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View Full Version : Polymer guns. Will they last?


Dannicus
07-27-2012, 12:59 PM
Sorry if this has probably been discussed here before.

I personally love polymer guns. The Glock 26 that I carry everyday is the best CCW pistol I can imagine. My concern is wether or not polymer will degrade over time. I'm talking about generations.

Growing up, guns had a historical air about them. Guys would show off old guns that their grandpa brought back from the war or got in a trade during the depression. These guns would shoot like the day they were unwrapped from the wax paper.

Part of me feels like polymer will just get brittle after 40 or 50 years. The plastics we use today are very different from those made some 30 years ago that are brittle and fragile now. How do we know what will happen to the frame of a Glock after a generation?

Chaos47
07-27-2012, 1:09 PM
Plastics have changed a ton over the past 100 years. Early ones like Bakelite are still around and kicking and they where just sawdust and resin.

They say it takes hundreds to a thousand years for a simple water bottle to break down so I would think the advanced polymers used in firearms will last much longer...

voiceofreason
07-27-2012, 1:30 PM
The first gen Glocks with over 100k rounds through them will go first.

I haven't heard of any issues outside of normal wear and tear, so they're probably good for at least 30 years IMO.

Legasat
07-27-2012, 4:36 PM
There will likely be replacement frames made of something we can't even imagine yet. With that said, having a couple of steel handguns around too ain't a bad idea...

Merc1138
07-27-2012, 4:44 PM
Have 100+ year old wood stocks all degraded? They're more susceptible to environmental damage than most polymers, yet plenty of them have survived(some get beat to hell with use, some look amazing). Even the polymer finishes on those wood stocks have lasted quite a while.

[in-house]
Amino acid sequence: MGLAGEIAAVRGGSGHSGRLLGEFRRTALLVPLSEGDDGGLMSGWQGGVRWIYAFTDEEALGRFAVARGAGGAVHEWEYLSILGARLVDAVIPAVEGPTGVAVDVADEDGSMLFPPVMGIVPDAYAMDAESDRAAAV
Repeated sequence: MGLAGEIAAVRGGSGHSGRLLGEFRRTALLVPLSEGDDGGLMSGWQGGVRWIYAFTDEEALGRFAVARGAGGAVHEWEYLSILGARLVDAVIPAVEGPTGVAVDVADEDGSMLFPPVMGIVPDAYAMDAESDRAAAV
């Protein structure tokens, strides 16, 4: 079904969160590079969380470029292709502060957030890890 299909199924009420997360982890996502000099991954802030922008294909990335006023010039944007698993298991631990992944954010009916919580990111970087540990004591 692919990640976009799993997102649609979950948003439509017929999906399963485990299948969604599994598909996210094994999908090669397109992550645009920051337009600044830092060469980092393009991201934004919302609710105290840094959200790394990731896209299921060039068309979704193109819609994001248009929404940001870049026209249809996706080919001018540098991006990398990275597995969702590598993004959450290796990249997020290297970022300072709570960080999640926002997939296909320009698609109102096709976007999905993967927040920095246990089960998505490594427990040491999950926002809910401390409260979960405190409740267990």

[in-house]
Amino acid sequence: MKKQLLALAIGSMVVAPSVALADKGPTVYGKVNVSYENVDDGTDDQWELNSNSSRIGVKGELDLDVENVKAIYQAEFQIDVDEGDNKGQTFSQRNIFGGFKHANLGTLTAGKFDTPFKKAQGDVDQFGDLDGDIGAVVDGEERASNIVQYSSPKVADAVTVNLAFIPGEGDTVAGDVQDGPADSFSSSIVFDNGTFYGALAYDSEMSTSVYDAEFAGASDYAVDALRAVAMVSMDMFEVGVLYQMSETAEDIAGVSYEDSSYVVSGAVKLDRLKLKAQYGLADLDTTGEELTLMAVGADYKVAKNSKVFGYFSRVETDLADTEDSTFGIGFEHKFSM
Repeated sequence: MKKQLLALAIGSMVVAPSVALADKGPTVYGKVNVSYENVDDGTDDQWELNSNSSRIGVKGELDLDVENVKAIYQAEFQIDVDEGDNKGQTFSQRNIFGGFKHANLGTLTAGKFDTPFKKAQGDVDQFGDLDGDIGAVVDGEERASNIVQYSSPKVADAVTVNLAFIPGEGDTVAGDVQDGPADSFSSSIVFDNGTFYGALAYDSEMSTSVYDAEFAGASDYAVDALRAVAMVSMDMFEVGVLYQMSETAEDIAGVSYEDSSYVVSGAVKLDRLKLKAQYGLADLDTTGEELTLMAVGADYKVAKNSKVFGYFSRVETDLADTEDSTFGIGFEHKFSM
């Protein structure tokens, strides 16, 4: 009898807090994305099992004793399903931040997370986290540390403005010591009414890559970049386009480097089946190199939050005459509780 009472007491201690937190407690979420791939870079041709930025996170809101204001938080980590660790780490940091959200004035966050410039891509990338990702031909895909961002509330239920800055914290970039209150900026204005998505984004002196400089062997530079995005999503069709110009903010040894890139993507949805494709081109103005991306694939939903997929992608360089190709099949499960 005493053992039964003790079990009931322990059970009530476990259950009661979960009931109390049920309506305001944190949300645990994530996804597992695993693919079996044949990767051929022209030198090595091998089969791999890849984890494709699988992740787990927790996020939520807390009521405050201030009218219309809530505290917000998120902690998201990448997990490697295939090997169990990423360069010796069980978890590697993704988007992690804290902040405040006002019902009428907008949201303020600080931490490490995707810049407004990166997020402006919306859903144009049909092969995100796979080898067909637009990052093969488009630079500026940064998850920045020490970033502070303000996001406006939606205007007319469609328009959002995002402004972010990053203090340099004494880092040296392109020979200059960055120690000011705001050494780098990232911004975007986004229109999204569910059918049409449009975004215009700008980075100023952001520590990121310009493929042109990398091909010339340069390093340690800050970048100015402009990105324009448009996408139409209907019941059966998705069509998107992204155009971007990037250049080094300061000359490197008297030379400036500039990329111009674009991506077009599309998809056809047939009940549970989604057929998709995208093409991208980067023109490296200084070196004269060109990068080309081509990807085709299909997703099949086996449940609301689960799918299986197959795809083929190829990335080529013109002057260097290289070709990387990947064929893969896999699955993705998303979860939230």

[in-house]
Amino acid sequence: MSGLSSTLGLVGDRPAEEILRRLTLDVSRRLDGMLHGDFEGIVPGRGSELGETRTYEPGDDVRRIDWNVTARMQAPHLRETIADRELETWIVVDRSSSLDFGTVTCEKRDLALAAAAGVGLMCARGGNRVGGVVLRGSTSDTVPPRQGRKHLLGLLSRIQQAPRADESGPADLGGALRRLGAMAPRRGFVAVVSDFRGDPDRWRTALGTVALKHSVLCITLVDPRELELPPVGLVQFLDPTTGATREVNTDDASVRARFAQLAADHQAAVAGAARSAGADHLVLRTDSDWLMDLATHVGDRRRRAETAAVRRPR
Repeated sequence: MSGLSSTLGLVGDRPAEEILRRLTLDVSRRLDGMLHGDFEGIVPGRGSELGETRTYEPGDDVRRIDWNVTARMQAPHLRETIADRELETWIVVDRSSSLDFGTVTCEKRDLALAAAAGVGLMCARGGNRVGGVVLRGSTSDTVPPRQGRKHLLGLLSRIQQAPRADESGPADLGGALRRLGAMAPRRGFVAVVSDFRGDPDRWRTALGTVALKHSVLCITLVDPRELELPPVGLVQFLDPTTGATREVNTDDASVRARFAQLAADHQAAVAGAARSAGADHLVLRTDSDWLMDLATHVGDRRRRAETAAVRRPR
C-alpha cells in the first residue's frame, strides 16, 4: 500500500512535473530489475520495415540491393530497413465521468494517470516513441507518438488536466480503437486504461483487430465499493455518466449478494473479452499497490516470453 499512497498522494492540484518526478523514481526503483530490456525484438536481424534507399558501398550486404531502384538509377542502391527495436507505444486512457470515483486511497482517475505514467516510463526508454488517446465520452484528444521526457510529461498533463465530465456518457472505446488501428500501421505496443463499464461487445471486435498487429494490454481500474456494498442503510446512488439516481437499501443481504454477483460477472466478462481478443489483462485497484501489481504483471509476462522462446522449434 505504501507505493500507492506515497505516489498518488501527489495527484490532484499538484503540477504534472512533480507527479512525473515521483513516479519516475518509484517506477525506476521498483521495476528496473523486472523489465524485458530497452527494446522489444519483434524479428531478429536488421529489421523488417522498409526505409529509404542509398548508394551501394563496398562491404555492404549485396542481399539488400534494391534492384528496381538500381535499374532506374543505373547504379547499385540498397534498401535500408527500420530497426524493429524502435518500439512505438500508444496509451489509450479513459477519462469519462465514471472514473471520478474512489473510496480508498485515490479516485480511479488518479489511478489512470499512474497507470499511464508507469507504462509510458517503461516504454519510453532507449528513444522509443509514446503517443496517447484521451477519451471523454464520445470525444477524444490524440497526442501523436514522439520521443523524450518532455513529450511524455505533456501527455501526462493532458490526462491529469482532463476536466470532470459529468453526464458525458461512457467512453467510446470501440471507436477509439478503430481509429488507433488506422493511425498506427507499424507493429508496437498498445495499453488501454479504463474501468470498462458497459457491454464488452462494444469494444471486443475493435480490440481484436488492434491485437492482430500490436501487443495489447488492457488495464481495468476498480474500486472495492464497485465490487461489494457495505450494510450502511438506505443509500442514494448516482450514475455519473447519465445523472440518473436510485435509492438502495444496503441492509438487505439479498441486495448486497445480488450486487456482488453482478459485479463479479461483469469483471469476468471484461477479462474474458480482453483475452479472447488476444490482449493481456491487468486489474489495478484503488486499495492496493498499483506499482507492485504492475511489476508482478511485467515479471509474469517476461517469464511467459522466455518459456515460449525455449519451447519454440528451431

mexicancolt1
07-27-2012, 9:09 PM
Enjoy your Poly weapons. You'll be dead before they turn to Shxxxt. I own a first year Glock. Lost track of rounds down pipe. Still an amazing pistol.

MXRider
07-27-2012, 9:18 PM
I own a 21 year old Glock 17 that is still going strong. I'm confident I'll be able to pass it on to my kids one day.

Sent from my PC36100 using Tapatalk 2

G60
07-27-2012, 9:45 PM
Firearms are consumables.

paul0660
07-27-2012, 9:56 PM
a thousand years for a simple water bottle to break down

Believing that is a problem. In a year, exposed to sunlight, a water bottle disappears.

Polymer guns are going to last for hundreds of years. Doesn't mean you should get one in the first place.

ClarenceBoddicker
07-27-2012, 10:22 PM
I would keep them out of the sunlight or UV light as much as possible though to be on the safe side. The US military supposedly has a chemical weapon that was designed to melt tires & gas masks. It will probably melt a Glock also. That's why I have all metal guns like the High Power, in case my Glocks get melted.

xtra870
07-28-2012, 12:47 AM
I think the only way they would become brittle and fragile is if they were left in the sunlight or exposed to the elements for months or years but general gun maintnence and care they will probably be fine for a loooong time

InGrAM
07-28-2012, 2:46 AM
We will see in the next 30 years or so what happens to the gen 1 glocks and other similar polymer pistols.

drdanno84
07-28-2012, 5:14 AM
161338

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The War Wagon
07-28-2012, 5:48 AM
Nah. Just a passing fad. ;)

MXRider
07-28-2012, 9:49 AM
161338

161339

161341

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161340

Right, because a metal frame pistol or rifle has never failed in the same way. :rolleyes:

Boltz
07-28-2012, 1:11 PM